WTF: Why Do Vermont Hemp Growers Use So Much Disposable Black Plastic? | WTF | Seven Days | Vermont's Independent Voice

Arts + Life » WTF

Cannabis

WTF: Why Do Vermont Hemp Growers Use So Much Disposable Black Plastic?

By

Hemp fields covered in black plastic - FILE: KEN PICARD ©️ SEVEN DAYS
  • File: Ken Picard ©️ Seven Days
  • Hemp fields covered in black plastic

One would be hard-pressed to find an agricultural product more versatile or environmentally friendly than hemp. For centuries, this hearty and fibrous plant, which can grow in diverse climates and soil conditions, has been used to make fabrics, paper, rope, paints, insulation and fuel oil. As a food source, hemp seeds and hemp oil are high in protein, iron and unsaturated fatty acids. The plant grows rapidly without the use of synthetic fertilizers and pesticides, it can sequester more carbon per acre than trees, and it can even be used to purify the soil of industrial contaminants.

In recent years, most Vermont hemp has been grown for production of cannabidiol, or CBD, which is widely used to treat pain, anxiety, depression, insomnia and seizures. CBD is now added to consumer products ranging from roll-on deodorants to dog treats and has fueled the state's recent boom in hemp cultivation. The amount of farmland registered to grow hemp rose from 17 acres in 2014 to 9,089 acres in 2019, according to data from the Vermont Agency of Agriculture, Food and Markets.

However, as an environmentally friendly product, hemp isn't entirely green. Throughout the state, organic and conventional farmers alike use enormous amounts of polyethylene black plastic to help produce it. Then, at the end of each growing season or the start of the next one, the flimsy, trash bag-like film, which cannot be reused, gets ripped up and sent to the landfill. Under state law, it cannot be burned or buried, but inevitably some of the plastic remains on fields and gets plowed under, contaminating the soil and water with leaching from the petroleum-based product.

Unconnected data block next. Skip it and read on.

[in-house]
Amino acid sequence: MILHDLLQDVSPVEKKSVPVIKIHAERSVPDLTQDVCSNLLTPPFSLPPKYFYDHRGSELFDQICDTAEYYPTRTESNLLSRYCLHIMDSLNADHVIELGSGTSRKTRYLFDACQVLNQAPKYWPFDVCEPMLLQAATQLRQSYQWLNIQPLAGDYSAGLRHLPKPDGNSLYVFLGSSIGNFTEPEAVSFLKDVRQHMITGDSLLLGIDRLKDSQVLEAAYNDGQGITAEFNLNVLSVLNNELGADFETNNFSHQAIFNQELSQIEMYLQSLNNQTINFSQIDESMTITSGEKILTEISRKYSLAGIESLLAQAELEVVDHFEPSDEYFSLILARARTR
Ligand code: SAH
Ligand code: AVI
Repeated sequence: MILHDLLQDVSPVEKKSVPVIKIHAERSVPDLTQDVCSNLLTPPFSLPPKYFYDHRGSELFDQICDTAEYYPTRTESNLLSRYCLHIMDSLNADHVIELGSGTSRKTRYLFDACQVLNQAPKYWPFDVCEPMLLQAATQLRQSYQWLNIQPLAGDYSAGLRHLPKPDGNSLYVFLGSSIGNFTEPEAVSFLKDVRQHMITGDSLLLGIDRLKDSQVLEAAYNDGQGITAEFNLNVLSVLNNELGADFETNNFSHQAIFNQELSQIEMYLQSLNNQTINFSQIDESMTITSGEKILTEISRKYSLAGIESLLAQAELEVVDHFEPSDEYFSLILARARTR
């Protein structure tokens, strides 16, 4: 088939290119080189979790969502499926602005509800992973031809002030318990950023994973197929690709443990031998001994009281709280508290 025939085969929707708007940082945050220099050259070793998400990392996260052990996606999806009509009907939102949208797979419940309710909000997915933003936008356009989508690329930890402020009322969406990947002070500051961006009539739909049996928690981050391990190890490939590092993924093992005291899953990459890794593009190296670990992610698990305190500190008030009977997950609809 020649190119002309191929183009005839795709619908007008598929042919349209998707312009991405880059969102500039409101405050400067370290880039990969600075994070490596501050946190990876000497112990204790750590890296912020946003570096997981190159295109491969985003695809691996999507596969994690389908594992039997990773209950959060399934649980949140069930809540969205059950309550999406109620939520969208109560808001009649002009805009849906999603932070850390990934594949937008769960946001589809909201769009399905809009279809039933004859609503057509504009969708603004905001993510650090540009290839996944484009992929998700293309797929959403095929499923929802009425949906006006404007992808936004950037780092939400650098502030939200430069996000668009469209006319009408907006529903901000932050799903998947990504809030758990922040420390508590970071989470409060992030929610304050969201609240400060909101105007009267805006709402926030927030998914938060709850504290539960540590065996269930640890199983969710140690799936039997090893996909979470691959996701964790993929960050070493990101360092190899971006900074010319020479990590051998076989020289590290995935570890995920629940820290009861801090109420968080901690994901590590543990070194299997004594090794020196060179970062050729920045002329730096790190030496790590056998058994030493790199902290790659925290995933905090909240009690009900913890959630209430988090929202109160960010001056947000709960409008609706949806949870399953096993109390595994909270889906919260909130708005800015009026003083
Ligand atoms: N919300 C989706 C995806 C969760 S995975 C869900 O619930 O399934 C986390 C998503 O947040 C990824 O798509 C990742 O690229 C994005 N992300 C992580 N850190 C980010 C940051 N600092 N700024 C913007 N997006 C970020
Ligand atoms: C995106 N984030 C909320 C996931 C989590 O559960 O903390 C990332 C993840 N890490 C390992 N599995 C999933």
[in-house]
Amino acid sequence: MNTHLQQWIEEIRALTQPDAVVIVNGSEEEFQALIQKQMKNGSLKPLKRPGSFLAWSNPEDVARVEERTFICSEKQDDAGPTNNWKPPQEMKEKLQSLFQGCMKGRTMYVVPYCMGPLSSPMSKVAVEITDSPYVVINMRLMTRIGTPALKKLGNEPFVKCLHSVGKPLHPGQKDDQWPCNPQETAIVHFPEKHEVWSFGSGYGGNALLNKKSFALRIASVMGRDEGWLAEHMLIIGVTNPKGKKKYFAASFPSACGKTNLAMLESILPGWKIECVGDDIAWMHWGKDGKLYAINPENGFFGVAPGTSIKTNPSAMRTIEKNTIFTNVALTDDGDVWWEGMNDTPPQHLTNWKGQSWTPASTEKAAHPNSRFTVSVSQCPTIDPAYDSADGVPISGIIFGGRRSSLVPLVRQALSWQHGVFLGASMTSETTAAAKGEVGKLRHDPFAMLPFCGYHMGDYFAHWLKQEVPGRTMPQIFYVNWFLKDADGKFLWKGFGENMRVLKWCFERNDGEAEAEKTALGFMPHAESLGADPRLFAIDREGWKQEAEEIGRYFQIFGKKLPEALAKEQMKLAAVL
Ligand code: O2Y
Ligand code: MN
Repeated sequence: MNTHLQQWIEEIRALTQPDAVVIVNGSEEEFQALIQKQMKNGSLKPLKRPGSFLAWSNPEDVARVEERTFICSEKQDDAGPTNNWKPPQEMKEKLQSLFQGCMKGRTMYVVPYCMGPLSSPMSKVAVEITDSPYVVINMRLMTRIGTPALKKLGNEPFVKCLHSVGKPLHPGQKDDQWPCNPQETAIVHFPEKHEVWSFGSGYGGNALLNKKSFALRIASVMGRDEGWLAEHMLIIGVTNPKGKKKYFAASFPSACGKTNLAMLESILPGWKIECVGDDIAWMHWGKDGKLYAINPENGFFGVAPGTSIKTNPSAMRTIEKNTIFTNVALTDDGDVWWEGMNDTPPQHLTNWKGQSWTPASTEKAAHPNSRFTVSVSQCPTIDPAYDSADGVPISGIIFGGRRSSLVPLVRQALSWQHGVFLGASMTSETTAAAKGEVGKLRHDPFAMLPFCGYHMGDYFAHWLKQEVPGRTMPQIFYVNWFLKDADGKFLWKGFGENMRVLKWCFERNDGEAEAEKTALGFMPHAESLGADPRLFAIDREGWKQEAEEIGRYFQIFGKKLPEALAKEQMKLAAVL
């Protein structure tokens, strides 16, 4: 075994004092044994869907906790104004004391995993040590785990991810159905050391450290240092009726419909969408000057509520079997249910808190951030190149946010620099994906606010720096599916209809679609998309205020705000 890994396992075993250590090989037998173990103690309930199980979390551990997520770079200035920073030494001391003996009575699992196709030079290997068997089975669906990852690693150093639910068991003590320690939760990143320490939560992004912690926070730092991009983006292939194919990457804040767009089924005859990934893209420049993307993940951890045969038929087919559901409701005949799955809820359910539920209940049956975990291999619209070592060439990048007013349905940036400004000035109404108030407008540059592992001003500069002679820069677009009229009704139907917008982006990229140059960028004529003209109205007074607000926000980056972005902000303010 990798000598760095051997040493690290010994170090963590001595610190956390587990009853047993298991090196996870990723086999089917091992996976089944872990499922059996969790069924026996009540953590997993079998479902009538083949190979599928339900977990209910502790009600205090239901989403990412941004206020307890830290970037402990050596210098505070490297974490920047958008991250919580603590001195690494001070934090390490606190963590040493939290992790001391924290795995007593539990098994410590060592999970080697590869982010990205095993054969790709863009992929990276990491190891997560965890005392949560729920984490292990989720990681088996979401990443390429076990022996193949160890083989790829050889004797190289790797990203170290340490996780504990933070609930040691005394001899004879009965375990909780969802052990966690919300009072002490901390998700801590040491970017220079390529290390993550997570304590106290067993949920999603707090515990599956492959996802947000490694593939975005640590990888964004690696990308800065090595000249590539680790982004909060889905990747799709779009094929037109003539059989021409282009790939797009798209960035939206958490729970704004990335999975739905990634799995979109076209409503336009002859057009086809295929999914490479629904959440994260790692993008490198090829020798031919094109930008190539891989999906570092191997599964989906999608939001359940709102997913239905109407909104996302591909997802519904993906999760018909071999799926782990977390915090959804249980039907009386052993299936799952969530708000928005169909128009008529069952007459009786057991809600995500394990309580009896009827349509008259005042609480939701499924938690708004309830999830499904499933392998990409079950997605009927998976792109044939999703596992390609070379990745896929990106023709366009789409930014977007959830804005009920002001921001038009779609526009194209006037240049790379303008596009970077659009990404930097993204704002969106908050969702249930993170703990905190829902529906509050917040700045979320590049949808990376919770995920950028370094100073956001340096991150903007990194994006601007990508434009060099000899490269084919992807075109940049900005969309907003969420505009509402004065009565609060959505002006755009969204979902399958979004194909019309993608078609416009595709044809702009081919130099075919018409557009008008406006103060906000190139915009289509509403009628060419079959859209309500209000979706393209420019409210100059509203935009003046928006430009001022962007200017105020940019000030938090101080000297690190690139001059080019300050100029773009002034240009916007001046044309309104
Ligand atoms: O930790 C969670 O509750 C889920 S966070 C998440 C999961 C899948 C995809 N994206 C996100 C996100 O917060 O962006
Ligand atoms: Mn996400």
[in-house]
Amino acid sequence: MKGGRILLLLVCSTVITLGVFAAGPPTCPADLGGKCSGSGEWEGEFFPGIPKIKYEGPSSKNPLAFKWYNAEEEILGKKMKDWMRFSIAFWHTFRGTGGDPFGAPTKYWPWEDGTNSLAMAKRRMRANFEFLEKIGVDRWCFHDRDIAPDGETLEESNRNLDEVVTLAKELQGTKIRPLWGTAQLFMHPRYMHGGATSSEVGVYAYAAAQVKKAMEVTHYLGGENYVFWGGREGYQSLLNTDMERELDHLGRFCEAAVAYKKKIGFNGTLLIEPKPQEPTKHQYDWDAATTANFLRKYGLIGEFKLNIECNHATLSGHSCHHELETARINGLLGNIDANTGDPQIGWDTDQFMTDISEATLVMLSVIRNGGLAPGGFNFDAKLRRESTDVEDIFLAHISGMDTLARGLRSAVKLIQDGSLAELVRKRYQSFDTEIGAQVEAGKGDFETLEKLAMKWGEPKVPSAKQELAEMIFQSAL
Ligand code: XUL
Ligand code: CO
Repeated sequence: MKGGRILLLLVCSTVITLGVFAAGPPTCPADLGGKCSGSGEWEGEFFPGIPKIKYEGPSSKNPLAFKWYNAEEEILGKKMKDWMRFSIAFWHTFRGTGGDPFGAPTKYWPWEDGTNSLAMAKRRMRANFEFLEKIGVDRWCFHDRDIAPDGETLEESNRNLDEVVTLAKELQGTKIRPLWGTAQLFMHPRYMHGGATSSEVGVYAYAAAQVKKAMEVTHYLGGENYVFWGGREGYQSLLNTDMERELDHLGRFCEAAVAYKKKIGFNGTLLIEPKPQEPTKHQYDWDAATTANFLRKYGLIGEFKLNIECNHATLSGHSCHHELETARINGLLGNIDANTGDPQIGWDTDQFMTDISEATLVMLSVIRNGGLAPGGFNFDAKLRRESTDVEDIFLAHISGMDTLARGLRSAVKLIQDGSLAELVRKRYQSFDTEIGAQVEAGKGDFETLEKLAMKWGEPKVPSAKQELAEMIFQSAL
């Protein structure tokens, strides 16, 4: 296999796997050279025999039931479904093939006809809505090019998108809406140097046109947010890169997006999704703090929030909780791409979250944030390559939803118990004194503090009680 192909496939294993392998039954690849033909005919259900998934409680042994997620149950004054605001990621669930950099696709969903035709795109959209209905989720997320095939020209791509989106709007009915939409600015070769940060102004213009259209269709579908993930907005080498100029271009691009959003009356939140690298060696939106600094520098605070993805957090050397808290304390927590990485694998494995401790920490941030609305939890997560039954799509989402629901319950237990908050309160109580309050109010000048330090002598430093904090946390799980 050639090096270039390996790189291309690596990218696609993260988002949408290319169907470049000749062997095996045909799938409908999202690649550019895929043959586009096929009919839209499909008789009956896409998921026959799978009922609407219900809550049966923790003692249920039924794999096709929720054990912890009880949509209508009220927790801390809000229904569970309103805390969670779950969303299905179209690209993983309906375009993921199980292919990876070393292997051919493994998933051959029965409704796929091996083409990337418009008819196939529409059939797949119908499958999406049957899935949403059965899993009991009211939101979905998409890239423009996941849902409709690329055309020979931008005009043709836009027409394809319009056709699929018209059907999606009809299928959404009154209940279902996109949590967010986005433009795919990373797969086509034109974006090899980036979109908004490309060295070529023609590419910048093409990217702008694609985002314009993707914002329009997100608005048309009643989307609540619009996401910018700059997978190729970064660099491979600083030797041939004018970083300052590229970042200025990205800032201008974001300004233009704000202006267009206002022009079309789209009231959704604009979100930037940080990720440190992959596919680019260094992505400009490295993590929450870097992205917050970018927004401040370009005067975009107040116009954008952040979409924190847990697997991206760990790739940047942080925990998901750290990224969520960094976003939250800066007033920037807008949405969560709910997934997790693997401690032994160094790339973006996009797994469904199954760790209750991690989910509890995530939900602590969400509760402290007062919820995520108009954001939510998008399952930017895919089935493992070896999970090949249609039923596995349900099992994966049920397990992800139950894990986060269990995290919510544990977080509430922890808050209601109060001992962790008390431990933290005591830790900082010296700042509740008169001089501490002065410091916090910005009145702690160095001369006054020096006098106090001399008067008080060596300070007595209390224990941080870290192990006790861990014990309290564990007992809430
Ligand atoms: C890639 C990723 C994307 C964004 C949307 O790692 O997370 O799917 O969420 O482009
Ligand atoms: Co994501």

So why is it used? Black plastic mulch, as the material is formally called, is common in the Northeast and other cold climates to suppress weeds, warm the soil and control erosion, explained Heather Darby, an agronomist with University of Vermont Extension.

Hemp producers aren't the only growers who rely on it — far more black plastic is used in the production of vegetables, she pointed out. But because hemp is a relatively new crop in the state and is highly visible along Vermont's roads, black plastic is most commonly associated with the nonintoxicating cannabis crop.

And, as anyone who routinely orders takeout food has likely discovered, black plastic cannot be recycled in Vermont — or, more accurately, it doesn't get recycled.

"It can be recycled, but, like anything else, we have to have a market to sell it," said Alise Certa, marketing manager at the Chittenden Solid Waste District, which hasn't accepted black plastic in the blue bins for years. "Right now, it's less expensive for manufacturers to create new plastic the way they want it, rather than trying to recycle [black plastic] into something else."

Over the years, several pilot projects have been aimed at recycling agricultural plastic waste, Certa added, including the black plastic mulch on hemp farms and the white plastic film used to wrap hay bales. Thus far, however, none has been financially sustainable.

Surprisingly, black plastic mulch is permitted for use on certified organic farms, according to Nicole Dehne, certification director of the Northeast Organic Farming Association of Vermont, which is accredited by the U.S. Department of Agriculture to certify organic farms. Because pest control is such a major part of organic farming, Dehne explained, there's no regulatory threshold that tells farmers how much plastic is too much.

That said, most organic growers are uncomfortable with how much plastic they use.

"As we learn more about the dangers of plastics, this is definitely being talked about more among the growers themselves," Dehne said.

And, as dozens of new growers entered the organic hemp industry in recent years, she noted, many weren't informed about alternative means of organic weed control beyond covering their entire field in plastic. Those alternatives can include planting wider rows, which provide room for mowing; intercropping, or growing multiple crops together simultaneously; and planting low ground cover that suppresses weeds in the rows between crops.

Because hemp itself can be used to make biodegradable plastics, one would assume that organic farmers, in particular, would have embraced that option. But as Dehne explained, even that concept has been contentious.

Over the last decade, she said, there's been debate over whether organic farmers allowed to use biodegradable plastics will be polluting the soil with other contaminants allowed in such products. The alternative, Dehne noted, is to continue using the petroleum-based ones, which are no better. While the National Organic Standards Board tries to find a workable compromise that addresses everyone's environmental concerns, Dehne admitted that organic producers are left with few alternatives.

One possible solution, noted Darby of UVM Extension, is to use weed mats, which are made of fabric and can be reused year after year. However, they can be costly and labor intensive, and they require storage space.

"I feel like, with the hemp boom, somebody said, 'You should use plastic,' and no one knew what else to do," she added. "Honestly, I don't know any growers who say, 'I love plastic!'"

Fill out my online form.